A perspective on dealing with unpleasant people on the jobsite.

At a young age, I was taught to respect others, more importantly, always to allow people to save face – that is, not embarrass anyone. My dad also taught me not to burn bridges, as you may have to cross them again, and that you can’t un-ring a bell – that is, take back what you have said. Some people don’t learn these things until they become adults. Then there are a few who never learn these social skills.

Recently, on a job site, I met an individual who works for the contractor who had not learned any of these skills. The first time I met him, I knew that he didn’t like me because of his defamatory statements to me. That’s OK; I don’t expect him to like me, but this individual has disrespected me since we first met some six months ago. His attitude and comments always were negative. I just considered the source, tried to joke with him and not take his attitude toward me seriously. Most people who know me like me. There are a few who don’t agree with me, but that’s OK, too.

Each time I see this person, however, he appears to be controlling, with a bad attitude toward almost everyone, many times even to his employer’s customers. Many people would call this individual a bully.

A form of harassment, bullying can be defined as “a complex phenomenon of unwanted offensive and malicious behavior that undermines an individual or group through persistently negative attacks. There typically is an unpredictable and irrational abuse of power or position that can manifest itself in physical, verbal or non-verbal forms. There usually is an element of vindictiveness attached to bullying, and the behavior is calculated to undermine, humiliate, intimidate or demean the recipient.”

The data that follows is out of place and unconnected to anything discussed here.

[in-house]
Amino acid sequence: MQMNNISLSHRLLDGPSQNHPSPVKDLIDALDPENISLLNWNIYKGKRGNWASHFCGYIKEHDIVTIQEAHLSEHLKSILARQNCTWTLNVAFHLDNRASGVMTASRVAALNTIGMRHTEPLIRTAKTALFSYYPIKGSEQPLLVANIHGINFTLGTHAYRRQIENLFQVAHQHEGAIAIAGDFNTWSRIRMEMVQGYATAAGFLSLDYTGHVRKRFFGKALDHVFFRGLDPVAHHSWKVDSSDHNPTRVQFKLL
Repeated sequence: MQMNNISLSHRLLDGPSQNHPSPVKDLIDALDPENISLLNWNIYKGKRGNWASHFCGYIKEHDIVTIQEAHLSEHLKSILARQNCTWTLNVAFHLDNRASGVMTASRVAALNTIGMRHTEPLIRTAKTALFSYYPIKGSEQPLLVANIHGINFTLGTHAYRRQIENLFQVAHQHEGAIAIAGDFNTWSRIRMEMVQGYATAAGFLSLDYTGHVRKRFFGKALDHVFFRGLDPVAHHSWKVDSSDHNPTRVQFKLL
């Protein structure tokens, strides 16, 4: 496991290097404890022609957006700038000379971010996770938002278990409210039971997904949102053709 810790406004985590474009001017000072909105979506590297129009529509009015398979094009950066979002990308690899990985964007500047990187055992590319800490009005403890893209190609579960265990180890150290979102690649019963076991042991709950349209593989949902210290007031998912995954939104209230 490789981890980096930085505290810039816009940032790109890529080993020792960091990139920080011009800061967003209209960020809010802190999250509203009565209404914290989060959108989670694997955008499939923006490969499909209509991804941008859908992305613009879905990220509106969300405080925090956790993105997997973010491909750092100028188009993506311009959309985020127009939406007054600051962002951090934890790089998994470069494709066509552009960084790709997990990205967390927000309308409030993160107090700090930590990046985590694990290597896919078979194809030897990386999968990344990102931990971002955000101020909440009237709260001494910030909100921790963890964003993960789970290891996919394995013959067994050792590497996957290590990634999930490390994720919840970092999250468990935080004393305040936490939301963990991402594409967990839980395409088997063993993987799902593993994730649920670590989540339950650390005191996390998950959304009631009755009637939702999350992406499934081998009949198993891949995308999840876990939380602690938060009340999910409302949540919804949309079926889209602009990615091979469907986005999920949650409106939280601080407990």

Recently, this individual arrived at the job site, and for no apparent reason, lost his cool and just blew up at everyone. He ran my son off the site, stating that drilling is not a spectator sport. He advised the subcontractor’s drill operator and the crew that they could not smoke on the homeowner’s property, and that they must go to their vehicles to smoke (the property owner was on-site and smoking at the time).

My son then left the site. I’m the drill site licensed driller, and have to be on-site to observe the drilling and grouting operations for the subcontractor. The drill operator returned to his truck – to smoke. The bully left, and except for a few bruised feelings, things went back to normal.

The subcontractor’s drill manager handled the situation the best that he could in that he did not want to lose the prime contractor’s business.

Throughout the day, this bully had his two employees drive by, ensuring that my son still was off-site and that I still was on-site.

I could have taken legal action against this individual, but I felt it best to just let it go. This bully won’t be in the employ of this reputable company very long. A bad attitude is like a flat tire; if you don’t change it, you won’t get very far.

If the readers of this article have any stories or comments related to bullying, I’d love to hear them. I may even write about it – without names and addresses upon request, of course.